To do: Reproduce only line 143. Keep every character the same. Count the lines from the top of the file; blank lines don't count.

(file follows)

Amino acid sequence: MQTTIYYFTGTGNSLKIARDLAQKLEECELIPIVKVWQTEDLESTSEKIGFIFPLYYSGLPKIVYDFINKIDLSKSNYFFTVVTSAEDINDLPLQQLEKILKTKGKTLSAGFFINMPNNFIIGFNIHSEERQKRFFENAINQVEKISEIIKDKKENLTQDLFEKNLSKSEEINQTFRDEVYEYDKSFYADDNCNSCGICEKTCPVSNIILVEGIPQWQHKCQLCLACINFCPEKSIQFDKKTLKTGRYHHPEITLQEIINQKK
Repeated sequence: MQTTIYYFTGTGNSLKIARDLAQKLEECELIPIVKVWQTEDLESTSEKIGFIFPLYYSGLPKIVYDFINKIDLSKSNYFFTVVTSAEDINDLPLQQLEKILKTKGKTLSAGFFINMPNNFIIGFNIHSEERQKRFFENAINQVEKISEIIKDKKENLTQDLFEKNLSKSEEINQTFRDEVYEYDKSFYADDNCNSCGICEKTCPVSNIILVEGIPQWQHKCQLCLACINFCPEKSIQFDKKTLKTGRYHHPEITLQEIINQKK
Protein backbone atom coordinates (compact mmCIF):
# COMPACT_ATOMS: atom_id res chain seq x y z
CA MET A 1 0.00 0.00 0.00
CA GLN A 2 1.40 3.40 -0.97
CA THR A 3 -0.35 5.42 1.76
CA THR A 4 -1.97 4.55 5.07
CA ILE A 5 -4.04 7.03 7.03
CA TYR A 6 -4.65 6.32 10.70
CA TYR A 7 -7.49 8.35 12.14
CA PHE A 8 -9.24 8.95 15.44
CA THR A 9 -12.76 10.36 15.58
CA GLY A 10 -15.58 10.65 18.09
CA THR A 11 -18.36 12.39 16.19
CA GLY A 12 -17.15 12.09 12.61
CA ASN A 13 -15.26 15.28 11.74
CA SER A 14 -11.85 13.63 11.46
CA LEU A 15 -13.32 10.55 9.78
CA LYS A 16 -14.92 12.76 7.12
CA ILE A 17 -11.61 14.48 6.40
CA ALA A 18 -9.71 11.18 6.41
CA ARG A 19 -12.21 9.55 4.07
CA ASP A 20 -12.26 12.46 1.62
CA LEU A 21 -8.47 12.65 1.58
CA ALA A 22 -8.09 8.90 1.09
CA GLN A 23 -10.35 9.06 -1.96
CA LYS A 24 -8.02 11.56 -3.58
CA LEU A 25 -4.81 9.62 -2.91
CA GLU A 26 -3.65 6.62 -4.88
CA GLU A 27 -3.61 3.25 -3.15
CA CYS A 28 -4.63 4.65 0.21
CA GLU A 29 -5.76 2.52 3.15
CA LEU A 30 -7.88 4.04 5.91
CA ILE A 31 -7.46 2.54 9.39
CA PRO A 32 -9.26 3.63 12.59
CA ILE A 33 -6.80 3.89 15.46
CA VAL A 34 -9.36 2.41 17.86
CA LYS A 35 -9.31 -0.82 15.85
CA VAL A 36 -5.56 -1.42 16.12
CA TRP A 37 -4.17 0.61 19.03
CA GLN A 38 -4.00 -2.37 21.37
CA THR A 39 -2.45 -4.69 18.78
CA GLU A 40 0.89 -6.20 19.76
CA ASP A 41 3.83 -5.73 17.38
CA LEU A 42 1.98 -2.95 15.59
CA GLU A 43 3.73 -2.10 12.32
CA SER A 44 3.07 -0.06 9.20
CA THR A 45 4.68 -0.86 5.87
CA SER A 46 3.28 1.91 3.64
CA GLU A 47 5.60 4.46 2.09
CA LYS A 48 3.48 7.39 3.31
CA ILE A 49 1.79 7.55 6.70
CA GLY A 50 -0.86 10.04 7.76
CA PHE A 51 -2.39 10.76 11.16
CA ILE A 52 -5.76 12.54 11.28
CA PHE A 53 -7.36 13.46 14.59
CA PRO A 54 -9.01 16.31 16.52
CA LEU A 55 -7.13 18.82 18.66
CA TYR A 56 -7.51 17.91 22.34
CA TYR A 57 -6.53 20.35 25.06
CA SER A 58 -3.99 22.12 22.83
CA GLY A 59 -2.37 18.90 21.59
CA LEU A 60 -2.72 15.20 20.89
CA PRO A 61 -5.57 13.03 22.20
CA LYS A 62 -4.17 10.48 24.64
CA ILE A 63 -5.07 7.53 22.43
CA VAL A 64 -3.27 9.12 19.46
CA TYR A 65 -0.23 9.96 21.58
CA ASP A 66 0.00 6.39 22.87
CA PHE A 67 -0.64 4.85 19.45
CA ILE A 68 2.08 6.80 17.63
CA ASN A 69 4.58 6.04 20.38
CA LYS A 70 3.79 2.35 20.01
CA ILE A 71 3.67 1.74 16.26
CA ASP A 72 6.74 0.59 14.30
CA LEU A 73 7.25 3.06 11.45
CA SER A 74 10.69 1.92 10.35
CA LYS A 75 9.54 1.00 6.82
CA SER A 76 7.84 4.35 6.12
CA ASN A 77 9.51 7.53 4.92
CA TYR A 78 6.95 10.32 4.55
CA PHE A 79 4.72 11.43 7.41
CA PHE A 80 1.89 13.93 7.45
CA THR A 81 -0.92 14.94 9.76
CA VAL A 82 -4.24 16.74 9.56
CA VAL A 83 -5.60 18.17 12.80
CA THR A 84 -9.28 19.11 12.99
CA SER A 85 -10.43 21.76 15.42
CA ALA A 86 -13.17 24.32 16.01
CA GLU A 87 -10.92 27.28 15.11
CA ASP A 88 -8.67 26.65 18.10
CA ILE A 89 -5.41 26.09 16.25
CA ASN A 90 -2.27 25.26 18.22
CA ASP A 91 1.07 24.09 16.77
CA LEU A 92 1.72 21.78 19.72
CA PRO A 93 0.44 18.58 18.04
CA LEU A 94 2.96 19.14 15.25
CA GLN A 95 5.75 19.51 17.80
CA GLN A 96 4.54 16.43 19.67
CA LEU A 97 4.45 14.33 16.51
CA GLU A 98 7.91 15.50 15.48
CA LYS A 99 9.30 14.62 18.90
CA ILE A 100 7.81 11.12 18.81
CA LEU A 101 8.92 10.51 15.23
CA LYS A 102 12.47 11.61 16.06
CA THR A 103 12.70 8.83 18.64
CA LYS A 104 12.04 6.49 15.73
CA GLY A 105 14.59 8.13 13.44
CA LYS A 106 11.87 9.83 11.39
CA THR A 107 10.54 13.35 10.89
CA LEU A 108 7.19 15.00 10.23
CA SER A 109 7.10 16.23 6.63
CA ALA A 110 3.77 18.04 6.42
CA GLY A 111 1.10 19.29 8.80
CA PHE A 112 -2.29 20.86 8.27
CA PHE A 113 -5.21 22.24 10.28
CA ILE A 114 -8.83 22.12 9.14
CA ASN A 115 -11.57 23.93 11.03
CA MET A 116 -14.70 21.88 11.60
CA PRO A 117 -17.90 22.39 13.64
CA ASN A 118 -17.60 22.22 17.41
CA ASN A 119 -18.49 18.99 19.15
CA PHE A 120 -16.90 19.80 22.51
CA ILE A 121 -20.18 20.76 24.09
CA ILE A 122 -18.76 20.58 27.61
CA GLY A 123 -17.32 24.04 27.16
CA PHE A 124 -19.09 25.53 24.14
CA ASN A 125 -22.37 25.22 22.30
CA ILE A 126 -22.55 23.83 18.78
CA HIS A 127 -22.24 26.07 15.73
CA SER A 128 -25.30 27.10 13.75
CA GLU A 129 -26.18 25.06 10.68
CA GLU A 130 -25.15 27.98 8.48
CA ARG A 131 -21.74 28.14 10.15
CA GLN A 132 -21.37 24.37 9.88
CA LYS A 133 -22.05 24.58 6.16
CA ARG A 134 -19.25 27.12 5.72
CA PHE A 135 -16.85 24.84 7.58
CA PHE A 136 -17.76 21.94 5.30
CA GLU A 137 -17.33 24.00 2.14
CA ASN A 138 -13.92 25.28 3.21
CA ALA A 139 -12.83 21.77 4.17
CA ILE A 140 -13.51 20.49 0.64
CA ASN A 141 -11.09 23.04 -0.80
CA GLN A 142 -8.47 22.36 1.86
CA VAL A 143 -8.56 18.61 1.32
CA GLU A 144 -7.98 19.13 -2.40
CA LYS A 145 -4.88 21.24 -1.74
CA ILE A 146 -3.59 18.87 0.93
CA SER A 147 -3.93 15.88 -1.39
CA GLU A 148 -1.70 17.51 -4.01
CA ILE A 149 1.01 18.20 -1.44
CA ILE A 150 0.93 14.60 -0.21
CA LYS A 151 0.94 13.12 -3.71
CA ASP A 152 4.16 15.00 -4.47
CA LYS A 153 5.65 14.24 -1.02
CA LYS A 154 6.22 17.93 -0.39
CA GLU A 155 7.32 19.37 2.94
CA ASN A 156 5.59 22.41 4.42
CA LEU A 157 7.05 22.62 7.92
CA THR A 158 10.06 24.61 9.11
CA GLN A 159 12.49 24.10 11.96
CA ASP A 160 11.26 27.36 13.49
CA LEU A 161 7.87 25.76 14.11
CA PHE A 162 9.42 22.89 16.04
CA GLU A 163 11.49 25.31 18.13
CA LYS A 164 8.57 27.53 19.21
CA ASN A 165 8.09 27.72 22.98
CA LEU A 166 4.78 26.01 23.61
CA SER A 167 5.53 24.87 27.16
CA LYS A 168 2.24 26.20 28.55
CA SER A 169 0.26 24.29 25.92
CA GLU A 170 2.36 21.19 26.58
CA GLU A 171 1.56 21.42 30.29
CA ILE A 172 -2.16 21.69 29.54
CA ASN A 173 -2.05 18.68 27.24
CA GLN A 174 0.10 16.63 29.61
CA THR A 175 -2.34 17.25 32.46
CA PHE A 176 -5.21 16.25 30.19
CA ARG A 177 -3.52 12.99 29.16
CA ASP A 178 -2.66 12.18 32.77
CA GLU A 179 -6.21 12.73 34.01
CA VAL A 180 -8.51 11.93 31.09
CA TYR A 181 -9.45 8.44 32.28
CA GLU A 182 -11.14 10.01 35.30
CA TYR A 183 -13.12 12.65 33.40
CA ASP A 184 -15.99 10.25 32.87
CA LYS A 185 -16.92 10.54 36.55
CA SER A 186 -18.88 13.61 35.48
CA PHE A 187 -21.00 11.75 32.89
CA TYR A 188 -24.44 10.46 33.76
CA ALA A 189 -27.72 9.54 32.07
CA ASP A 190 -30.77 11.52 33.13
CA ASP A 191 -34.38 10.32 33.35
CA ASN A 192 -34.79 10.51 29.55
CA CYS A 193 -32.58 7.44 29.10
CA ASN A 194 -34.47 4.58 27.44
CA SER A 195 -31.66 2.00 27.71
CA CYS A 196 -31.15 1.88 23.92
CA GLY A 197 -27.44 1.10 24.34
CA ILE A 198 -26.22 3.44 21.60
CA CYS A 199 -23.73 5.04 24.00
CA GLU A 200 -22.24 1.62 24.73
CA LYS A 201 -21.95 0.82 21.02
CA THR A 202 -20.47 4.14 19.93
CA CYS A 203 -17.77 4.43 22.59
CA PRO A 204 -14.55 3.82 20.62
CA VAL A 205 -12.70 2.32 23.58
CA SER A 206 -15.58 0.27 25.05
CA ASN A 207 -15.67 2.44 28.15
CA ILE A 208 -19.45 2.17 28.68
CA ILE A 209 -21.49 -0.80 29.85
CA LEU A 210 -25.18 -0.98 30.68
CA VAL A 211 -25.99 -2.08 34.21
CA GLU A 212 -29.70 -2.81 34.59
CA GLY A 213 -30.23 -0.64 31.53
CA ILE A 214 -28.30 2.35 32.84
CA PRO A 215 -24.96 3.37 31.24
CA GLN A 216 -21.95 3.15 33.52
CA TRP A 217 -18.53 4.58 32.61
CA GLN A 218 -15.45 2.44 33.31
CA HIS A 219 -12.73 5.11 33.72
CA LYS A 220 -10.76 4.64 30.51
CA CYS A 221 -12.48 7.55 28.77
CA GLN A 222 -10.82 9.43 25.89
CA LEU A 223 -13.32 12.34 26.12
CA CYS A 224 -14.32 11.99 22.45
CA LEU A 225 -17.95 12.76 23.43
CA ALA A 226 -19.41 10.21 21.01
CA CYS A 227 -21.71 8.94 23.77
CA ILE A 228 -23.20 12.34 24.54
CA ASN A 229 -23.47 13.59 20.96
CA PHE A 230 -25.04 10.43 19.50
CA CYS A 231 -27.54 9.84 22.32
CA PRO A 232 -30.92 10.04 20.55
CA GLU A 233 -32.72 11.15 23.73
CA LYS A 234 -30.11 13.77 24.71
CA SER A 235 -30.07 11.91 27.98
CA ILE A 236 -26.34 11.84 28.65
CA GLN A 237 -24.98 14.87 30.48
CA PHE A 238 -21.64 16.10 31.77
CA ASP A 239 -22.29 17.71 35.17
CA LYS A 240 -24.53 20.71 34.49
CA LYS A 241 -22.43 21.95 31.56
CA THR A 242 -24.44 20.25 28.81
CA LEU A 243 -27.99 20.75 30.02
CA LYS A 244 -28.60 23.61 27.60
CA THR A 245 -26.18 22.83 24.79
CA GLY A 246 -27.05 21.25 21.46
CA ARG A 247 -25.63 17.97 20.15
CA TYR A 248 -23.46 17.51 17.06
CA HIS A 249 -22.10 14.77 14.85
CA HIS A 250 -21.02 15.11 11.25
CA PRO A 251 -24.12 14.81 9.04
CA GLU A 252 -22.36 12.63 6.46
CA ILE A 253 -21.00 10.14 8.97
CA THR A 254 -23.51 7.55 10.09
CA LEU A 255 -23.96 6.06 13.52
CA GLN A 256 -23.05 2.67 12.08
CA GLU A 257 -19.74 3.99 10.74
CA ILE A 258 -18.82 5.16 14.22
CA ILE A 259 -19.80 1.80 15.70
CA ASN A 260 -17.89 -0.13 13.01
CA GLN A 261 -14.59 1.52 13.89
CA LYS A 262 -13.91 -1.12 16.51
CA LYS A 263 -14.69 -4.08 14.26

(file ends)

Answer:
CA ALA A 139 -12.83 21.77 4.17